Students fork over $300K in fines
Students were fined in excess of $300,000 during the 1996-97 academic year, and more than half the money swelled the coffers of Parking Operations, according to data released at last week's Student Assembly meeting.
Parking Operations fined students $151,060, the Office of Residential Life fined $74,808, the Registrar fined $55,002, the Athletic department fined $46,878 and Safety and Security fined $3,775, according to the statistics, compiled by the Treasurer's Office.
Some students may be distressed by the size of the figures, but the department heads said money collected from students' fines helps them balance their budgets.
"If the fines did not come in, our budget would show a shortfall," Athletic Department Head Richard Jaegar said. "They are an integral part of our budget."
Last year, revenue from student fines constituted 35 percent of the Parking Operations budget, said William Barr, Associate Director of Administrative Services.
He said that without this income "the College would have had to come up with the funds to cover" shortcomings.
Barr said the Office of Parking Operations considers the amount of money it expects to raise from fines when calculating each year's budget.
The revenue generated from fines enables some departments, including athletics, to expand the number of programs it offers.
Jaegar said that, without the income from violations charges, the athletic department would not be able to offer as many activities and physical education options as it currently does.
In departments with budgets that only need to break even, such as Parking Operations, any excess revenue or credit is deposited into a fund used to support all of the College's departments, said Barr.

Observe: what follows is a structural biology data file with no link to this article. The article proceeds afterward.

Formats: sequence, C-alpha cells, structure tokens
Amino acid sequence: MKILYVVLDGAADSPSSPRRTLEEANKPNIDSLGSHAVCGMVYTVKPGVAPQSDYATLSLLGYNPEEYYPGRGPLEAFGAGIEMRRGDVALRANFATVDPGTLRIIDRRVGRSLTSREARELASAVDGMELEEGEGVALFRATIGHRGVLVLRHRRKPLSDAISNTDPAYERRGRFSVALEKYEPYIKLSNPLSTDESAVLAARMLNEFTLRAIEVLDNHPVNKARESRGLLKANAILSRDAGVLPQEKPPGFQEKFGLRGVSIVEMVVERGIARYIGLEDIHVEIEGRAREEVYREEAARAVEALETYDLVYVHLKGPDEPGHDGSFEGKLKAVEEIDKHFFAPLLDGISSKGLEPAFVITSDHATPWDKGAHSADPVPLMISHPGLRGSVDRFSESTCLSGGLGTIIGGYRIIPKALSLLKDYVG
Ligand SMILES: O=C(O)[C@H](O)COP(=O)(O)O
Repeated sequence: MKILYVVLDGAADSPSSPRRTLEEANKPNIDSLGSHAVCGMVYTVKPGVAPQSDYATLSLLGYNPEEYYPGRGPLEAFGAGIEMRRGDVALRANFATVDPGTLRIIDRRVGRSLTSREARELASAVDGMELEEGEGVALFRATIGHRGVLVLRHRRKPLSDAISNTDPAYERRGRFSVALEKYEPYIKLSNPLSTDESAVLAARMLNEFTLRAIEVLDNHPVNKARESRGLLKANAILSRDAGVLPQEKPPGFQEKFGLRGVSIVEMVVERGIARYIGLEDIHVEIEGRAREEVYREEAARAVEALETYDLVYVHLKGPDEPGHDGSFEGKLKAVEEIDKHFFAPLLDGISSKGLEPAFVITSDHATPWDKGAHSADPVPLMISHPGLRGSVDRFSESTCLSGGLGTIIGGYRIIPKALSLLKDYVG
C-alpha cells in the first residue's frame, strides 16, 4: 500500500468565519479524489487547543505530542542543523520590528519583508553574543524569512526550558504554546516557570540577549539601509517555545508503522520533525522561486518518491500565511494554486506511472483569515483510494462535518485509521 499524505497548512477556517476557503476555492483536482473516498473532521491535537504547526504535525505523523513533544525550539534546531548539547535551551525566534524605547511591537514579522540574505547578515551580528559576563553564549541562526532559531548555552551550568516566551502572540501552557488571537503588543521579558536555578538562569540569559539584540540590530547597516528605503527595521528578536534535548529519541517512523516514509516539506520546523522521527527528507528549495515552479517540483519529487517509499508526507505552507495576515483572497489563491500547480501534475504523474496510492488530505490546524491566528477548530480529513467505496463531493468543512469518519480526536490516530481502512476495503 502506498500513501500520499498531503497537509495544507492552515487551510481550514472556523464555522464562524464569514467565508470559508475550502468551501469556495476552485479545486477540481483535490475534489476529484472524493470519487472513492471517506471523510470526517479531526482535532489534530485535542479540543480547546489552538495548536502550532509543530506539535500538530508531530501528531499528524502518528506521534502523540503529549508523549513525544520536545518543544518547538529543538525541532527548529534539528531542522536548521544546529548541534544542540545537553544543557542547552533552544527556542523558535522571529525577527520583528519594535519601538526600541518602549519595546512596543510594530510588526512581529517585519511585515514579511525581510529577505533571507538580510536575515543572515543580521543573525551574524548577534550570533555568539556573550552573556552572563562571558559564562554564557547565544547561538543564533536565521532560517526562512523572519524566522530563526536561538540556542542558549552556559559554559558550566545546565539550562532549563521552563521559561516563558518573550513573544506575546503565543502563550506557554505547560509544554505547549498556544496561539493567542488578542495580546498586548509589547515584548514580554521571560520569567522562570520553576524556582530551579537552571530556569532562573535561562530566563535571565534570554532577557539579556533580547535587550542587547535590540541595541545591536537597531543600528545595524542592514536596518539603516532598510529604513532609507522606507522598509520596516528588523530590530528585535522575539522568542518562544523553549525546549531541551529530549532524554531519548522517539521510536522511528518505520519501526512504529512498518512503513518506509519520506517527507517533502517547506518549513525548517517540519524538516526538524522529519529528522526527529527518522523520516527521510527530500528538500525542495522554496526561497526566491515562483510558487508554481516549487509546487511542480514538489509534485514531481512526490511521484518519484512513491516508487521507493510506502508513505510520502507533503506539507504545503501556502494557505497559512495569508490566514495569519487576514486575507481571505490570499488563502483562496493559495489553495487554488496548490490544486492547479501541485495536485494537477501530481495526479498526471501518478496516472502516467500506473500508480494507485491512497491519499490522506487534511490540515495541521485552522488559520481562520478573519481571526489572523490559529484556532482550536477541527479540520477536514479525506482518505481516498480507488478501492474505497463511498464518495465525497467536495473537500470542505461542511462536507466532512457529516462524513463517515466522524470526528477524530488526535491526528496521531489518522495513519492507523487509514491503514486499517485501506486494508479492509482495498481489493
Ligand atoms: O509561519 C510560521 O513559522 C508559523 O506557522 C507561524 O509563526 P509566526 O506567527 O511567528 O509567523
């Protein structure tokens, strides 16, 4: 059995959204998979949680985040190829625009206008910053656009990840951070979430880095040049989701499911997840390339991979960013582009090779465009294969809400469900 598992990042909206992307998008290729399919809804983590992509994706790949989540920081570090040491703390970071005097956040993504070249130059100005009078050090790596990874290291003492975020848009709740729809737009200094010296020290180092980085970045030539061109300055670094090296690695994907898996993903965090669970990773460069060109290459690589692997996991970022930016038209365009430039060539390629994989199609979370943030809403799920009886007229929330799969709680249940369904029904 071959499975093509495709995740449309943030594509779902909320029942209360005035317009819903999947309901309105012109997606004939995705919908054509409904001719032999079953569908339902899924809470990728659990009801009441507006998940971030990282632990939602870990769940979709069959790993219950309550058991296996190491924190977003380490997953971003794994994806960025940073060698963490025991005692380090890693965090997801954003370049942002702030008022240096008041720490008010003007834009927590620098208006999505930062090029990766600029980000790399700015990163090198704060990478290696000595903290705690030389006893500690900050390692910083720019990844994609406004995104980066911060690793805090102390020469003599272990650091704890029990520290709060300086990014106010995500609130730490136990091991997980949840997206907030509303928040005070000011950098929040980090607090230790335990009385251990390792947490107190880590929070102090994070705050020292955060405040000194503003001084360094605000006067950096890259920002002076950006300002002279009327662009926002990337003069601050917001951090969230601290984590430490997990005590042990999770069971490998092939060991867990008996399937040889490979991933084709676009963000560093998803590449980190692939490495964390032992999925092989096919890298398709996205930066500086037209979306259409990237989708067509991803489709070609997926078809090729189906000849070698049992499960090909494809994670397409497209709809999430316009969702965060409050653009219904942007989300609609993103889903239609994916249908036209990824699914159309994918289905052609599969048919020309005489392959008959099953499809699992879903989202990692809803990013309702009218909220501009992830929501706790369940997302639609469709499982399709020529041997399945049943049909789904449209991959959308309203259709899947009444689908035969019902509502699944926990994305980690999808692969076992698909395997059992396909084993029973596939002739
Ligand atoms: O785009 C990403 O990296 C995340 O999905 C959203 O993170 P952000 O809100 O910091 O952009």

But Edwin Johnson, the College's associate treasurer, said he was not pleased by the departments' reliance on fines as a source of revenue.
"I do not think any department should feel particularly good about accumulating student fines," Johnson noted.
Jaegar said he thinks the charges will not change students' behavior because they are not seriously affected by the fines.
But Barr said the majority of parking violations are committed by first and second time offenders and very few students are ticketed six or seven times in a year.
Administrative fees encompass a variety of violations and infractions. Safety and Security can fine a student for using firecrackers, climbing on college buildings, or making excessive noise. The Dean of the College can fine students for being intoxicated.
Although the College lists all the violations for which a student can be fined, Dartmouth has no formal guidelines for determining the size of a fine, Johnson said. Each department uses a different system to decide how much to fine a student.
The Office of Parking Operations has a two-tier system which applies different fines to students and faculty, Barr said.
A student illegally parked in those parking lots closest to campus, will be charged $50 for the first violation, but a faculty or staff member who is illegally parked will receive a warning for the first violation.